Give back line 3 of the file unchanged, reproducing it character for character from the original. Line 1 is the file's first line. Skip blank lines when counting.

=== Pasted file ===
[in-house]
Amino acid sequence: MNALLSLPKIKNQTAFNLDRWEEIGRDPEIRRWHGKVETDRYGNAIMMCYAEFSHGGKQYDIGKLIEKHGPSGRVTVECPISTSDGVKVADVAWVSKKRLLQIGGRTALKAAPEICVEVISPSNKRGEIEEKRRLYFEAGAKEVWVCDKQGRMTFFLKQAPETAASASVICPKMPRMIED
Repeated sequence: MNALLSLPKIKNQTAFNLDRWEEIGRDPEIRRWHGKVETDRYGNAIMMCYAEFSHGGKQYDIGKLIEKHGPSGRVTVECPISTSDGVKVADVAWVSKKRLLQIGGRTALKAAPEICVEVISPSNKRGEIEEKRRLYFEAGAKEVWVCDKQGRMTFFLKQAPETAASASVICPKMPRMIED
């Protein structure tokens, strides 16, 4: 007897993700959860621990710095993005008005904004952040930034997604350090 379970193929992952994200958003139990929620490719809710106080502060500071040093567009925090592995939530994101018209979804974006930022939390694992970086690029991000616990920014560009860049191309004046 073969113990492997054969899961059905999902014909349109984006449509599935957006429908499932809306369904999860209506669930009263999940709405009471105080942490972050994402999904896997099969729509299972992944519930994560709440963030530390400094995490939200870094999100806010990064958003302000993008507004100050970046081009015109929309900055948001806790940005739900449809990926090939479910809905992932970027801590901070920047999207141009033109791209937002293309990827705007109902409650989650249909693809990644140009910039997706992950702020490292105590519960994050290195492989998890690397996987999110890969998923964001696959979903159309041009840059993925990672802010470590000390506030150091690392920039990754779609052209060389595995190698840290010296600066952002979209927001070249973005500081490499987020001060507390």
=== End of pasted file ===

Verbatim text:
Repeated sequence: MNALLSLPKIKNQTAFNLDRWEEIGRDPEIRRWHGKVETDRYGNAIMMCYAEFSHGGKQYDIGKLIEKHGPSGRVTVECPISTSDGVKVADVAWVSKKRLLQIGGRTALKAAPEICVEVISPSNKRGEIEEKRRLYFEAGAKEVWVCDKQGRMTFFLKQAPETAASASVICPKMPRMIED